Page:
Your immune system can suffer with poor sleep too. "There can be significant issues in terms of your body's ability to fight off infections," said Dr. Winter. In particular, you may find that it's harder to shake off a cold.

A 2015 study in Sleep followed 164 healthy men and women over seven consecutive days. Participants were quarantined, given nasal drops containing the rhinovirus, and monitored over five days for the development of a cold. The study found that shorter sleep duration was associated with increased susceptibility to the common cold.

While you sleep, your immune system produces cytokines, which are proteins that help protect against infections and inflammation. Researchers suspected that a few nights of poor sleep could lower your body's production of cytokines, thereby weakening its defenses against viruses.

09 of 12

You're Having Trouble Seeing

"When fatigued, you're not able to control the muscles of the eye as well (as you usually do)," said Steven Shanbom, MD, an ophthalmologist in Berkley, Michigan. First, skimping on sleep tires out the ciliary muscle, which helps your eyes focus. The result: you'll have a harder time reading up close, he said.

Then there's the extra ocular muscle, which moves the eye from side to side and up and down. "Many people have a muscle imbalance where their eyes don't track well together," Dr. Shanbom told Health, but in a well-rested person the eyes can compensate on their own. A lack of sleep makes the misalignment harder to control, potentially resulting in double vision. You may notice both of these vision problems after one night of poor sleep, and they may persist the less time you spend in bed.

10 of 12

Your Skin Isn't Looking Good

Of all the places on your body, your face can truly show your age if you don't take steps to keep your skin healthy. Those steps include common precautions such as maintaining a well-balanced diet rich in good fats, using UV protection, and yes, even getting a good night's sleep. In a 2014 Clinical and Experimental Dermatology study, experts found that poor sleepers had higher levels of transepidermal water loss, aging their skin more than good sleepers. Additionally, good sleepers had 30% greater skin barrier recovery. They also had a better perception of their appearance and physical attractiveness compared to poor sleepers.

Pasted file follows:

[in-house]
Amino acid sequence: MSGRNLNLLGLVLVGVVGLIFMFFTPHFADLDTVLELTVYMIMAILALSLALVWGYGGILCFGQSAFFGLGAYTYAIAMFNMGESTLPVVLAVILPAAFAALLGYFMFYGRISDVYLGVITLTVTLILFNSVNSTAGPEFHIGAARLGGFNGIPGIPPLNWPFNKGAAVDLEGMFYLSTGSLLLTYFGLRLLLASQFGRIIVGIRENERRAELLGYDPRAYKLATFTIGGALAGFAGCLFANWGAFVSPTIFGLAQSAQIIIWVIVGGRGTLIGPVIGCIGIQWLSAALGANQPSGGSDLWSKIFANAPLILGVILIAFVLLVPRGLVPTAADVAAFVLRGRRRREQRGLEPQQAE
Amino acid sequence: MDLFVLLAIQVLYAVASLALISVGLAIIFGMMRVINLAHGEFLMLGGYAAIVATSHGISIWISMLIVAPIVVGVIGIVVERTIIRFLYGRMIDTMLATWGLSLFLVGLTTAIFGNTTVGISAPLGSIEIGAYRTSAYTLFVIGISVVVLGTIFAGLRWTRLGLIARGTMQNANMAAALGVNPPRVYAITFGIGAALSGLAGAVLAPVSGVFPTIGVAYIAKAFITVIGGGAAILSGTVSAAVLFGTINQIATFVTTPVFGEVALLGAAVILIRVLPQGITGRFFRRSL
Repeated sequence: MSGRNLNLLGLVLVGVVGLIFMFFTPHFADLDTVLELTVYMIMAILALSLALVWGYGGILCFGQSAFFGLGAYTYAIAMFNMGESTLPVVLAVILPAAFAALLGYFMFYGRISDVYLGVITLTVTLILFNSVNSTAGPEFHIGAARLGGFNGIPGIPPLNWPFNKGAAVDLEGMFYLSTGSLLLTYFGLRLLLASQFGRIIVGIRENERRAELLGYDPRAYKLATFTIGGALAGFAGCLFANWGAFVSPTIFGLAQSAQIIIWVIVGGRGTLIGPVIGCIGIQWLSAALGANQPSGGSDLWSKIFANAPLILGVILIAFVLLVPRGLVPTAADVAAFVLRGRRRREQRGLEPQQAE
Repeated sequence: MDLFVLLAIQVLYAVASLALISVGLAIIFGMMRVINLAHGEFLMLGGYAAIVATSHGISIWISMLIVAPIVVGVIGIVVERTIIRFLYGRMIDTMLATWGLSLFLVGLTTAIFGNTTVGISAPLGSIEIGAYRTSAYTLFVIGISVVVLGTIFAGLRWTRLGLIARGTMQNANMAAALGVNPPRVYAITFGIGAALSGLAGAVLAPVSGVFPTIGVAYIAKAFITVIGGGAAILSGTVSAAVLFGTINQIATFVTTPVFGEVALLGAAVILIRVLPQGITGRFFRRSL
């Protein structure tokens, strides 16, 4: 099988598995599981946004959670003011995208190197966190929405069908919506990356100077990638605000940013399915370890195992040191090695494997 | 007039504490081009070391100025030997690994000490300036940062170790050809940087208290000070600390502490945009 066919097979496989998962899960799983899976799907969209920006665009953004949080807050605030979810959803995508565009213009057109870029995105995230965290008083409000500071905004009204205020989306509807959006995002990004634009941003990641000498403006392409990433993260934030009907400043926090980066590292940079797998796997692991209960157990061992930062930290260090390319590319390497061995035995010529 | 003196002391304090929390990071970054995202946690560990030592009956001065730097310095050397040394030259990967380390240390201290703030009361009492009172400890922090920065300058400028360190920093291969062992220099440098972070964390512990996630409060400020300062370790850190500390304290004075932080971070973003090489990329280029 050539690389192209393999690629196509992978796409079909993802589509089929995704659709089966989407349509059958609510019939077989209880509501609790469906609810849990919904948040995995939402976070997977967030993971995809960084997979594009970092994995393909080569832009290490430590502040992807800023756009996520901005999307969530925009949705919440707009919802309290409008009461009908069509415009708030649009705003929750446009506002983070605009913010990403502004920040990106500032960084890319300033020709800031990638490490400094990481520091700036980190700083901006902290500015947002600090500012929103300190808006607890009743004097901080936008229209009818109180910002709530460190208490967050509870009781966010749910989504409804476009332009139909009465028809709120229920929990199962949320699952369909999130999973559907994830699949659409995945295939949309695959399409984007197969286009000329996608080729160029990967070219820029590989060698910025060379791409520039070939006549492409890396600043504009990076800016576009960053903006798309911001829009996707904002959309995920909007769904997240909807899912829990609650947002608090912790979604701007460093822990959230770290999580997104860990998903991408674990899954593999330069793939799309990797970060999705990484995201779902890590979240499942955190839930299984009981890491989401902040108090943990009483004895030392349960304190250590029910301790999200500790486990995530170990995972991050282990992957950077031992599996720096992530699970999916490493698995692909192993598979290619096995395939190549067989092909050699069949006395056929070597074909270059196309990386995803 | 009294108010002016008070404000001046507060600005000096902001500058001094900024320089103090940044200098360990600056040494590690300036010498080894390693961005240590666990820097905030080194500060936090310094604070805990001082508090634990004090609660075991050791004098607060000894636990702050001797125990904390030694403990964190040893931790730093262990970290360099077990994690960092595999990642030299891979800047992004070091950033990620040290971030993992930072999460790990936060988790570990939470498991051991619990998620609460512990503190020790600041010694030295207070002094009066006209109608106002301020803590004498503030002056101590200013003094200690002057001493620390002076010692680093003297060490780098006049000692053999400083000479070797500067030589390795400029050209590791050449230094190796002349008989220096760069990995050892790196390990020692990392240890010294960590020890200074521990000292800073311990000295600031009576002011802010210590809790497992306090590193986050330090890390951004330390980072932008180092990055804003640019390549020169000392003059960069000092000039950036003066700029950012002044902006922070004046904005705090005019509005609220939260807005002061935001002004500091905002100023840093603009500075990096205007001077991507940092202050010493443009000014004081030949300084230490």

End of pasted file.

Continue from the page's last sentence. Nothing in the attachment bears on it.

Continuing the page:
"When a good night's sleep is hindered, you will look significantly more fatigued," said Flora Kim, MD, FAAD, of Flora Kim Dermatology in Dallas, Texas. Dark under-eye circles, saggy eyelids, wrinkles or fine lines, droopy corners of the mouth, and paler skin may result. She said sleep deprivation can also cause occasional acne due to circadian disruption, which translates to an abrupt biological change that creates an imbalance in your skin.

People with sleep deprivation tend to offset their fatigue with increased caffeine intake and/or smoking, both of which can contribute to occasional acne. "Your body (also) produces collagen while you're sleeping," said Dr. Debra Jaliman, MD, a board-certified dermatologist and assistant clinical professor of dermatology at the Icahn School of Medicine at Mount Sinai in New York City. "Getting enough sleep helps skin restore itself," she said. "The cells regenerate, and DNA repair is also boosted during this period."

11 of 12

You Think You've Fallen Asleep at the Wheel

When you nod off for a few seconds without even knowing, you may be experiencing microsleep. "The brain says, 'I don't care what you want to do. We are going to sleep,'" said Dr. Winter. It's your body's way of forcing you to get the rest you need. The big problem is that microsleep can be extremely dangerous if you happen to be driving. The National Highway Traffic Safety Administration estimated that in 2017, 91,000 police-reported crashes involved drowsy drivers. These crashes led to an estimated 50,000 people injured and nearly 800 deaths.

If you ever feel overly sleepy on the road, pull over and rest until you feel up to taking the wheel again.

12 of 12

You're Not Growing

Adequate sleep and successful growth go hand and hand. That's why babies sleep so much during their first few years; their bodies are undergoing rapid growth. The trend continues into childhood and adolescence, according to a 2014 study published in Nursing Management. Generally, children ages 5 to 10 years old need 10 to 11 hours of sleep, and those ages 10 to 17 need about eight to nine hours, the research concluded.

"The human growth hormone (HGH) kicks in while we are sleeping," said Dr. Jaliman, who added that HGH is also responsible for speeding up skin's repair and cell regeneration.

Compared to awake levels, circulating concentrations of growth hormones elevate significantly while you're sleeping, according to a 2010 study in the Journal of Clinical Endocrinology & Metabolism. So, a lack of sleep leaves you with fewer growth hormones, perhaps stifling your growth and development. If you want to give your growth plates the best chance possible, get lots of rest.

Updated by
Madison Yauger
Madison Yauger

Madison Yauger is a journalist of all trades, having covered stories with news and lifestyle tilts in a variety of subject lanes. As a contributing writer for Health, she has published stories about skincare, health conditions, nutrition, and senior care. Prior to writing for Meredith brands, she worked for a human rights news agency in Cape Town, South Africa, and spent her days on foot around the city, reporting action as it unfolded. As a freelance writer, she covered health and wellness, home design, pet content, food and nutrition, travel, and many other subjects for publications such as Departures, Martha Stewart Living, Real Simple, Shape, and of course, Health. Currently, Madison writes for the performance content team within Meredith and contributes commerce stories to brands across the company. When not working, Madison enjoys spending time with family and friends, voraciously reading mystery novels, and befriending every dog in Manhattan.